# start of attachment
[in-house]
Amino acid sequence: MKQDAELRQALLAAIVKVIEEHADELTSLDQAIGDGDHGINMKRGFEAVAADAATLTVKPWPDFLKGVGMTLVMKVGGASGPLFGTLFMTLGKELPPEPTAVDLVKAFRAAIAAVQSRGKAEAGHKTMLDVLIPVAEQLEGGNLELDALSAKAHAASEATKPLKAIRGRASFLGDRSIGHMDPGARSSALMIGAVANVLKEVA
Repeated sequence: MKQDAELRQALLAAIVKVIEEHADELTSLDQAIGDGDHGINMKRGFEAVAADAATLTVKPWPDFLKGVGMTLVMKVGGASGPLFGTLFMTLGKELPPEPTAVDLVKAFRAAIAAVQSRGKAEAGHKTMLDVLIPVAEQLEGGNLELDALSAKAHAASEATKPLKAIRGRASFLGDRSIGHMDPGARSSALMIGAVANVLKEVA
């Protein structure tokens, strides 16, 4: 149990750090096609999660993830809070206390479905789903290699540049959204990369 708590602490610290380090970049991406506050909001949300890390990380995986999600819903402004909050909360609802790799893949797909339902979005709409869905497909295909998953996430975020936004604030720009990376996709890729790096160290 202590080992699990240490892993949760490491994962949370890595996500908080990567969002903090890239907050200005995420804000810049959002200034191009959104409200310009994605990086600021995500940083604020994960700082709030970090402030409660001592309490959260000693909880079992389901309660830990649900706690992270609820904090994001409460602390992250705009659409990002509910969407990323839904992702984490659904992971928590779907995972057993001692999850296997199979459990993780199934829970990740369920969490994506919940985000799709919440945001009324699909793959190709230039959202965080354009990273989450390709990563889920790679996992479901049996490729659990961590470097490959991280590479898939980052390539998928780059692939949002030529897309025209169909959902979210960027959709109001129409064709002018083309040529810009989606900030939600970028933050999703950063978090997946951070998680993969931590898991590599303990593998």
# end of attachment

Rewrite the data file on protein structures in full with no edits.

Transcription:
[in-house]
Amino acid sequence: MKQDAELRQALLAAIVKVIEEHADELTSLDQAIGDGDHGINMKRGFEAVAADAATLTVKPWPDFLKGVGMTLVMKVGGASGPLFGTLFMTLGKELPPEPTAVDLVKAFRAAIAAVQSRGKAEAGHKTMLDVLIPVAEQLEGGNLELDALSAKAHAASEATKPLKAIRGRASFLGDRSIGHMDPGARSSALMIGAVANVLKEVA
Repeated sequence: MKQDAELRQALLAAIVKVIEEHADELTSLDQAIGDGDHGINMKRGFEAVAADAATLTVKPWPDFLKGVGMTLVMKVGGASGPLFGTLFMTLGKELPPEPTAVDLVKAFRAAIAAVQSRGKAEAGHKTMLDVLIPVAEQLEGGNLELDALSAKAHAASEATKPLKAIRGRASFLGDRSIGHMDPGARSSALMIGAVANVLKEVA
């Protein structure tokens, strides 16, 4: 149990750090096609999660993830809070206390479905789903290699540049959204990369 708590602490610290380090970049991406506050909001949300890390990380995986999600819903402004909050909360609802790799893949797909339902979005709409869905497909295909998953996430975020936004604030720009990376996709890729790096160290 202590080992699990240490892993949760490491994962949370890595996500908080990567969002903090890239907050200005995420804000810049959002200034191009959104409200310009994605990086600021995500940083604020994960700082709030970090402030409660001592309490959260000693909880079992389901309660830990649900706690992270609820904090994001409460602390992250705009659409990002509910969407990323839904992702984490659904992971928590779907995972057993001692999850296997199979459990993780199934829970990740369920969490994506919940985000799709919440945001009324699909793959190709230039959202965080354009990273989450390709990563889920790679996992479901049996490729659990961590470097490959991280590479898939980052390539998928780059692939949002030529897309025209169909959902979210960027959709109001129409064709002018083309040529810009989606900030939600970028933050999703950063978090997946951070998680993969931590898991590599303990593998």